Rev. Jon Magnuson, Lutheran pastor and event co-organizer, said the public debate about the proposed sulfide mine includes more than an economic equation.

"The quality of water, the forests, and the claims of one of the Upper Peninsula's major Indian tribes that this is a sacred place beg to be heeded by people of conscience," Magnuson said. "Sunday's day of prayer and fasting will be a time to lift up prayers for Kennecott employees and the region's people whose lifestyle is threatened by this wealthy international mining company Rio Tinto, which continues to hold one of the worst records of environmental pollution and human rights violations in the world."

"Spiritual dimensions to current controversies around the environment too often go unrecognized," Magnuson said. "There are bulldozers -- but there are also prayers and songs and we intend that they will echo out over the forests of the Yellow Dog on Lake Superior Day 2010, under the shadow of Eagle Rock."

The event will be held adjacent to the Kennecott leased property line off the Triple A Road. Markers will be posted from the corner of County Road 550 and County Road 510.

Eagle Rock is a 45-minute drive from Marquette. Directions are posted on the Yellow Dog Watershed Preserve website.

For more information contact Rev. Magnuson at 906-228-5494 or Rev. Lehmberg at 906-226-6407.

Save the Wild U.P. to hold fundraising breakfast in Big Bay

For supporters who are not fasting, Save the Wild U.P. will be holding a Lake Superior Day fundraising waffle breakfast from 7:30 a.m. - 12:30 p.m. Sunday, July 18, at the Powell Township School in Big Bay. The breakfast will include eggs, sausage and fruit served with fresh-roasted Dead River Coffee.

Tickets for the breakfast on sale at the SWUP office or Big Bay Outfitters for $8. Kids' tickets are $5, and under 5 years old are free. Proceeds will support Freshwater Future, YMCA Youth Kayaking and Save the Wild U.P.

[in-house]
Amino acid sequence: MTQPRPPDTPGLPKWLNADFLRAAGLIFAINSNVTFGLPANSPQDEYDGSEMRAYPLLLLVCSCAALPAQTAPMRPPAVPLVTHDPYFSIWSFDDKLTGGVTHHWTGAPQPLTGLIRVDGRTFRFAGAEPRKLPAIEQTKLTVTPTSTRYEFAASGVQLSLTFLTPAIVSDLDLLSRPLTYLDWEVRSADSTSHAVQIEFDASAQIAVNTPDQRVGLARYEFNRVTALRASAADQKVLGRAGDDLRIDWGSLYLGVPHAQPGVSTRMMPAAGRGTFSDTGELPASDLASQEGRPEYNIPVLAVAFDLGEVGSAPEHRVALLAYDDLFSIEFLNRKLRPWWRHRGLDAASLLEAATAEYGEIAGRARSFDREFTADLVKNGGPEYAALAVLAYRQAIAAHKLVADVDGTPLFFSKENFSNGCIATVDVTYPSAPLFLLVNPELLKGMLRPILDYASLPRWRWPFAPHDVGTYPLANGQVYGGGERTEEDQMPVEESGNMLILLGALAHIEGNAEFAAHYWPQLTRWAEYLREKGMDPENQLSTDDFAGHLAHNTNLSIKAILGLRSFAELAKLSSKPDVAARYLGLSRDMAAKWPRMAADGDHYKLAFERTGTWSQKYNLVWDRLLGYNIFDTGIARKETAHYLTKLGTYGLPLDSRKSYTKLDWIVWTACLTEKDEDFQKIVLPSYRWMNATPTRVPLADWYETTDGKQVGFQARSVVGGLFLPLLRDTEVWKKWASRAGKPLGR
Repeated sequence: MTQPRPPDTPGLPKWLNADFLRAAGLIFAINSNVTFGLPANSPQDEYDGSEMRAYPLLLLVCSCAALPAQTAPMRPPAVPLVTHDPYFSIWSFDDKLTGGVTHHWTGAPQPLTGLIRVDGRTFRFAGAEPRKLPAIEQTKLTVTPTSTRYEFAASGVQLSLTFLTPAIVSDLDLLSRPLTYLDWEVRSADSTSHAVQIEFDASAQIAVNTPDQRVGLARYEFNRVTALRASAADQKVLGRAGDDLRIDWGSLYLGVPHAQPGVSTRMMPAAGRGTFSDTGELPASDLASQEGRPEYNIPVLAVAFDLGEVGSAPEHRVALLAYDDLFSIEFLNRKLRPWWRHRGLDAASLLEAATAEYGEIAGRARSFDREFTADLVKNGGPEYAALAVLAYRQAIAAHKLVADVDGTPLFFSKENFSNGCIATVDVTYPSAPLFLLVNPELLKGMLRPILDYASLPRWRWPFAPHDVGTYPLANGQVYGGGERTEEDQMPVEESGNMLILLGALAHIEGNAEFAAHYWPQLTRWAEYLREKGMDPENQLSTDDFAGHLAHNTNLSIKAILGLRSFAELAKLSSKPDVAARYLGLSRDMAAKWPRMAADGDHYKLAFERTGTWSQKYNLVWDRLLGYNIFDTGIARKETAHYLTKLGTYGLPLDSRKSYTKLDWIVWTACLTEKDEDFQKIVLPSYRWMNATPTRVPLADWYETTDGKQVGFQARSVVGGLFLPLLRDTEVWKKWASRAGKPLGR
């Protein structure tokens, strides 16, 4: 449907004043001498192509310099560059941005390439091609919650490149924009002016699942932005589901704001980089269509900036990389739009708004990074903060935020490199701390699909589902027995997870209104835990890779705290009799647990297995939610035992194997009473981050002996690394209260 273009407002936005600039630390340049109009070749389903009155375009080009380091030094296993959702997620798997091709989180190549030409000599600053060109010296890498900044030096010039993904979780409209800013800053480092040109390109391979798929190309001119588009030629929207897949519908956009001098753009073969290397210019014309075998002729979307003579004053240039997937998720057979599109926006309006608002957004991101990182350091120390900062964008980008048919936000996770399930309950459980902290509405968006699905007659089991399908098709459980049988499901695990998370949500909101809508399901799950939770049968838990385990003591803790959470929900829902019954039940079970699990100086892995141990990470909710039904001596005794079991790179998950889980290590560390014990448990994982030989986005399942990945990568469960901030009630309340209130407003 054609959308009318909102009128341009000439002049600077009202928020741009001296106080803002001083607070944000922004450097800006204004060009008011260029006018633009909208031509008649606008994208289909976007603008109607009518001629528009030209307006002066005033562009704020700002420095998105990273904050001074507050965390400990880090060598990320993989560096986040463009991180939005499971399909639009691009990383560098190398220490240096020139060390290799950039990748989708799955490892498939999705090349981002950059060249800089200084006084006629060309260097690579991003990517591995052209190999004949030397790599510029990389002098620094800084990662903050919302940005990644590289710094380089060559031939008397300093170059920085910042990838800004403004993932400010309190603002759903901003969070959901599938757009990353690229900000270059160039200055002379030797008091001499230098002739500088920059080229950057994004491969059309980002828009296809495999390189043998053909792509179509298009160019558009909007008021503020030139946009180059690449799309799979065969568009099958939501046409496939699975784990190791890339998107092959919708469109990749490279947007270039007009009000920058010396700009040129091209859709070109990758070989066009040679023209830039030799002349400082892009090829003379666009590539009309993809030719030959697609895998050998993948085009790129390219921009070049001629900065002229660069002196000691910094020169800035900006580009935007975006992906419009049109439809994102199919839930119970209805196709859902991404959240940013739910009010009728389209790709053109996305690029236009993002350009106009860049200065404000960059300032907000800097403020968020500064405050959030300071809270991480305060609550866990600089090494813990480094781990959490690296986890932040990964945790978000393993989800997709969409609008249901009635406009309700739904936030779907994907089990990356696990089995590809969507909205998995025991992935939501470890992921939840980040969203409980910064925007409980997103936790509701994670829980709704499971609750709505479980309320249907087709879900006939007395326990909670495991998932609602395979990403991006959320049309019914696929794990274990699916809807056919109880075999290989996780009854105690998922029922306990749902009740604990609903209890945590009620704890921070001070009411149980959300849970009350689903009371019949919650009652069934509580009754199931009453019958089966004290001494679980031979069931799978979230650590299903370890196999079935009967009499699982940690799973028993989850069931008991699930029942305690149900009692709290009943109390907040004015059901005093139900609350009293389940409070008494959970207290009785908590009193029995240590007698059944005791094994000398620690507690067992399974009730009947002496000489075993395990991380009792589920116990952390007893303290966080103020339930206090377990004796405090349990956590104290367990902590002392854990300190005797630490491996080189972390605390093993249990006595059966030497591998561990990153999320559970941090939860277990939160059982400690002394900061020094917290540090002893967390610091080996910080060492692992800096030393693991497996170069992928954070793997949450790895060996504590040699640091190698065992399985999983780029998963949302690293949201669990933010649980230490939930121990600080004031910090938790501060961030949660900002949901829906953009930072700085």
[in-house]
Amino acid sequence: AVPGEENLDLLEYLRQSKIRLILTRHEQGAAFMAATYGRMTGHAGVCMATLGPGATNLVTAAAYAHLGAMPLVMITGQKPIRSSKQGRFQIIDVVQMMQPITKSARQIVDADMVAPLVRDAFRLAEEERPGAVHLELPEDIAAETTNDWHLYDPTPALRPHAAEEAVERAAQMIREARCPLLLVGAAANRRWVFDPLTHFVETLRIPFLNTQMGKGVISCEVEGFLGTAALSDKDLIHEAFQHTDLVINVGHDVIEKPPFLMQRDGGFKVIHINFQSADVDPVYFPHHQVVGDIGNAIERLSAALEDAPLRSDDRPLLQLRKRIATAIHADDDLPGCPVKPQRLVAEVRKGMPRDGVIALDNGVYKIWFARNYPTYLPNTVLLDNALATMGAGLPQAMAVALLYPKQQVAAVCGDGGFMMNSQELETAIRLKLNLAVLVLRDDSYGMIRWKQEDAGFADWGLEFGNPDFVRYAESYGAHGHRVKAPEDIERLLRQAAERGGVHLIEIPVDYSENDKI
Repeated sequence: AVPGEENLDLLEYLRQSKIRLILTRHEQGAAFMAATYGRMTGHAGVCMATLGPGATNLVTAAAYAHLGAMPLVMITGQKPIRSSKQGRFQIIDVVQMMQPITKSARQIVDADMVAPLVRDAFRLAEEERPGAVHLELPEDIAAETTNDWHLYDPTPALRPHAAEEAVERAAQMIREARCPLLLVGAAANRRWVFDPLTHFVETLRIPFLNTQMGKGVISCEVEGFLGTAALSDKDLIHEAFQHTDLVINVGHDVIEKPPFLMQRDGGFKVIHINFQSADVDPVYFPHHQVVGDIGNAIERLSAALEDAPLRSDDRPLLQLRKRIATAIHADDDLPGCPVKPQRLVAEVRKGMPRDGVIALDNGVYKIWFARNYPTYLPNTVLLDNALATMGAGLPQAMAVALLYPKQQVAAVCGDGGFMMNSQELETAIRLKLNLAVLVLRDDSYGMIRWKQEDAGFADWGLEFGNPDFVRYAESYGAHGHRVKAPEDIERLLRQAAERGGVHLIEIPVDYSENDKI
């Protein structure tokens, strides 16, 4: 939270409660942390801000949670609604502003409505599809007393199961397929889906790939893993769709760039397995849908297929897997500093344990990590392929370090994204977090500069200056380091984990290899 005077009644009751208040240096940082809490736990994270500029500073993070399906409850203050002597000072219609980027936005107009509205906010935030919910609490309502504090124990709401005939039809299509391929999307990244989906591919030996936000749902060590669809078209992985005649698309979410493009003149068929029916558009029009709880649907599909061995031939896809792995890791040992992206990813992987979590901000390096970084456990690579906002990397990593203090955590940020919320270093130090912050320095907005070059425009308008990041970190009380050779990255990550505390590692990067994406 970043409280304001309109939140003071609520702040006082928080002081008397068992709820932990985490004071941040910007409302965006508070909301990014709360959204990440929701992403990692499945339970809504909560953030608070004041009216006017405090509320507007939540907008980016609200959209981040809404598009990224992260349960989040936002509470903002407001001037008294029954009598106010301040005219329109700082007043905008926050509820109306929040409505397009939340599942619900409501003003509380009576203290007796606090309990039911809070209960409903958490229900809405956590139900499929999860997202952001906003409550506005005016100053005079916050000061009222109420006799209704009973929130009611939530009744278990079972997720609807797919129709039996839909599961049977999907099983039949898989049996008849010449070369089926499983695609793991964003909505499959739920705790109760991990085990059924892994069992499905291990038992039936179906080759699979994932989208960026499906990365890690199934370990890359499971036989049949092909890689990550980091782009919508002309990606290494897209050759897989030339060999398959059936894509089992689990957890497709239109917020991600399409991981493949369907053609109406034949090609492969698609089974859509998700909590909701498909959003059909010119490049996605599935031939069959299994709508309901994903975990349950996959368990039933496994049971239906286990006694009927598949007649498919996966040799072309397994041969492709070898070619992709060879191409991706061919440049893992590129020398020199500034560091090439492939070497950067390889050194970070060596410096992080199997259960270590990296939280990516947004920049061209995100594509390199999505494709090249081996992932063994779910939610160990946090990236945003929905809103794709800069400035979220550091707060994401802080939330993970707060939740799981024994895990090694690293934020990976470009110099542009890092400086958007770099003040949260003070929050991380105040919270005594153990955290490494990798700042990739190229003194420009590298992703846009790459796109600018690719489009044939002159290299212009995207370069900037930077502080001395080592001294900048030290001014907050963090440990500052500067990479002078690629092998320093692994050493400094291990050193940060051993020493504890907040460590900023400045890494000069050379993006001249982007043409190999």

Other suggested activities for the day include blueberry picking on the Yellow Dog Plains -- they’re ripening every day -- then later, a dip in the Big Lake or the Yellow Dog River to cool off!

If you’re too full to hike, join the Group "Paddle Independence" at 1 p.m. (connected to Lake Superior and safer). If you need a boat, reserve one for a reduced rate from the Outfitters by calling Bill at 345-9399.

Thursday, July 15, 2010

Two Michigan Tech faculty to sign new books July 15, 22

HANCOCK -- Finlandia University’s North Wind Books will host book signings with two Michigan Tech faculty members -- Alison (Kim) Hoagland, professor of history and historic preservation, and Larry Lankton, professor of history. Both books are related to the copper mining history of the Upper Peninsula.

Authors Larry Lankton and Alison (Kim) Hoagland have participated in several community celebrations of Copper Country history. Here they welcome visitors at the 2007 Key Ingredients and Michigan Foodways exhibits in the Keweenaw Heritage Center, Calumet. Hoagland and Lankton also participated in the Quincy Anniversary Special Events in 2008. (Keweenaw Now file photo)

Hoagland will sign her new book, Mine Towns: Buildings for Workers in Michigan's Copper Country, recently published by University of Minnesota Press, at 5 p.m. today, Thursday, July 15. Lankton will sign his most recent book, Hollowed Ground: Copper Mining and Community Building on Lake Superior, 1840s-1990s, published by Wayne State University Press, at 5 p.m. next Thursday, July 22, at North Wind Books in Hancock.

Mine Towns: domestic life in company towns

Hoagland's Mine Towns is a working-class history of domestic life in Copper Country company towns during the boom years of 1890 to 1918.

During the nineteenth century, the Keweenaw Peninsula of Northern Michigan was the site of America’s first mineral land rush as companies hastened to profit from the region’s vast copper deposits.

In order to lure workers to such a remote location -- and work long hours in dangerous conditions -- companies offered not just competitive wages but also helped provide the very infrastructure of town life in the form of affordable housing, schools, health-care facilities and churches.